College Criticized For Banning Movie
January 23, 2005
FORT PIERCE - A community college is drawing criticism for banning a Christian student organization from showing the controversial Mel Gibson movie ``The Passion of the Christ.''
Indian River Community College officials defended the decision, saying they were following a long-standing practice banning student groups from airing R-rated films.
The rule aims to protect underage students attending the college under its dual-enrollment program with local high schools, said Johnny Moore, IRCC vice president of student affairs.
``The decision ... had nothing to do with the movie's religious context,'' Moore said.
The Foundation for Individual Rights in Education, or FIRE, has accused the school of a double standard because it allowed other R-rated films, such as the documentary ``Welcome to Sarajevo.''
FIRE President David French said the college was trampling on the ``legal and moral rights to free speech and freedom of conscience.'' He said the ban is part of a national problem of higher-learning institutions limiting religious activities on campuses.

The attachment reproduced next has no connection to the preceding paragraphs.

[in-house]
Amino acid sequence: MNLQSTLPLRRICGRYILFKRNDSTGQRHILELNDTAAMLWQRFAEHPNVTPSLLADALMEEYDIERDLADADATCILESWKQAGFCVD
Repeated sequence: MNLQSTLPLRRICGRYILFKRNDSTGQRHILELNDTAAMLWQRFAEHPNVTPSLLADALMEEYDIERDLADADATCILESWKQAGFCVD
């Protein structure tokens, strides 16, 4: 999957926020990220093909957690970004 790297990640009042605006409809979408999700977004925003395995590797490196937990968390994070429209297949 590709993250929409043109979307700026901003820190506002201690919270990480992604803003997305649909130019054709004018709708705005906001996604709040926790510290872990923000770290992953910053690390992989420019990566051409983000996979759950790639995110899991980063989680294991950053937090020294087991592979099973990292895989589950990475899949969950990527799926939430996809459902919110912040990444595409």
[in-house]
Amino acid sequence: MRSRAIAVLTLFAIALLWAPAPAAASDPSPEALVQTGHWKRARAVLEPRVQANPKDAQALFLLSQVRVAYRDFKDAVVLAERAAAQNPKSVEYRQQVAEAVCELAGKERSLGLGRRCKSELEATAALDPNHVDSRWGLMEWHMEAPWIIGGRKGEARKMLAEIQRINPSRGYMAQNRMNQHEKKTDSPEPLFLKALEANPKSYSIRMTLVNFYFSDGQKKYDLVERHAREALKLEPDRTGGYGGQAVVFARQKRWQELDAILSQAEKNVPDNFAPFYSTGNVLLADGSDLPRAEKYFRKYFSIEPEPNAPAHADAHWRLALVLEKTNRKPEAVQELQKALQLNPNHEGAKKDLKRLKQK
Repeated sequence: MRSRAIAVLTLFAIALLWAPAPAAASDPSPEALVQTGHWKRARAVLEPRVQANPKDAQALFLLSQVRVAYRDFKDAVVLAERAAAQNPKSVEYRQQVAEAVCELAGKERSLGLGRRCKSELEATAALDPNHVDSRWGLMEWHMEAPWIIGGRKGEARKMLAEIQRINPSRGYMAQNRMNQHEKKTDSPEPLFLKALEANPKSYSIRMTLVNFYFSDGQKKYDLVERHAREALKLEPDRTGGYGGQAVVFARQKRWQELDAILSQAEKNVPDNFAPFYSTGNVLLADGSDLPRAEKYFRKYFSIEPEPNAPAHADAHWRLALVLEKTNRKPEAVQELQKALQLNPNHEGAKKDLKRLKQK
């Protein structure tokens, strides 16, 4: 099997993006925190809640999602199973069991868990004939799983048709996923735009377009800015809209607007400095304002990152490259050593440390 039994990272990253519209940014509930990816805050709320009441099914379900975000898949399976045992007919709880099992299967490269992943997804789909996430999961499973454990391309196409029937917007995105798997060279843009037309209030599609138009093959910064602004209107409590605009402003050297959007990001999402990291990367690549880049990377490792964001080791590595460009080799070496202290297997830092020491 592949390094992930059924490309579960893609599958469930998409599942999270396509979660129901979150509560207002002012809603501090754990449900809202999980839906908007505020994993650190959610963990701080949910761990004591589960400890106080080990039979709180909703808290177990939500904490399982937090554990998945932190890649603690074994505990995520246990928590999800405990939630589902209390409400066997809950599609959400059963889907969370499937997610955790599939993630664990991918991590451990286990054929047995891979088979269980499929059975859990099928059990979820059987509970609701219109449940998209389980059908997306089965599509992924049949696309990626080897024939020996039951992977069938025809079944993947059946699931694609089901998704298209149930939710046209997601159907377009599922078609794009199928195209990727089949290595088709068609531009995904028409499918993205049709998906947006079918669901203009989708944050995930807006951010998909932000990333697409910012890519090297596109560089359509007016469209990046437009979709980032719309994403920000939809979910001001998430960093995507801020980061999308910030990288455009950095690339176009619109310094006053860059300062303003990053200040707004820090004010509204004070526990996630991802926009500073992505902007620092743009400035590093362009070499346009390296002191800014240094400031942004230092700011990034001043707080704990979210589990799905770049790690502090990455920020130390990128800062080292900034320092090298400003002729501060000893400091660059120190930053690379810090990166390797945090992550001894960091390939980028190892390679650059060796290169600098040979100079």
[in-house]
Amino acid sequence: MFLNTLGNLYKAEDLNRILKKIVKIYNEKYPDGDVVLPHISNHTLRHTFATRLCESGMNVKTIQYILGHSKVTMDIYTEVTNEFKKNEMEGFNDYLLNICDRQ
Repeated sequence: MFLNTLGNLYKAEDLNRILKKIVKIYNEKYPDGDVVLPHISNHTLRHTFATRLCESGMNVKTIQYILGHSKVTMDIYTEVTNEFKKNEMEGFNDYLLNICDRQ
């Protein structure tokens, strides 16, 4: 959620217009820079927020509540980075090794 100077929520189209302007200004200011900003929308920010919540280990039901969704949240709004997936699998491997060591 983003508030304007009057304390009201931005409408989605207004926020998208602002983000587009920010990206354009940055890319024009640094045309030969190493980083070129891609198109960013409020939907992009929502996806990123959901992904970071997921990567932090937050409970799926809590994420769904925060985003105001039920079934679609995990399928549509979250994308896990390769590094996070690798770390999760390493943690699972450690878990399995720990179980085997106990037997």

IRCC spokeswoman Michelle Abaldo said R-rated movies, such as ``Welcome to Sarajevo,'' have been shown as part of class lessons, but never by a student group. Recently, the school denied another group's request to show ``The Last Samurai.''
``We couldn't show our Christian movie, `The Passion,' but they can show different movies about the Holocaust or `Saving Private Ryan,' '' said Christeena Koshy, a 20-year-old nursing student and a member of Christian Student Fellowship.
``They say we're in college now, that we're all adults. But now they're saying this movie is too graphic. They're acting like we're little kids.''
Moore said the college has asked constitutional attorneys to review the college's rules on student events on campus. He said changes could be made after the review.
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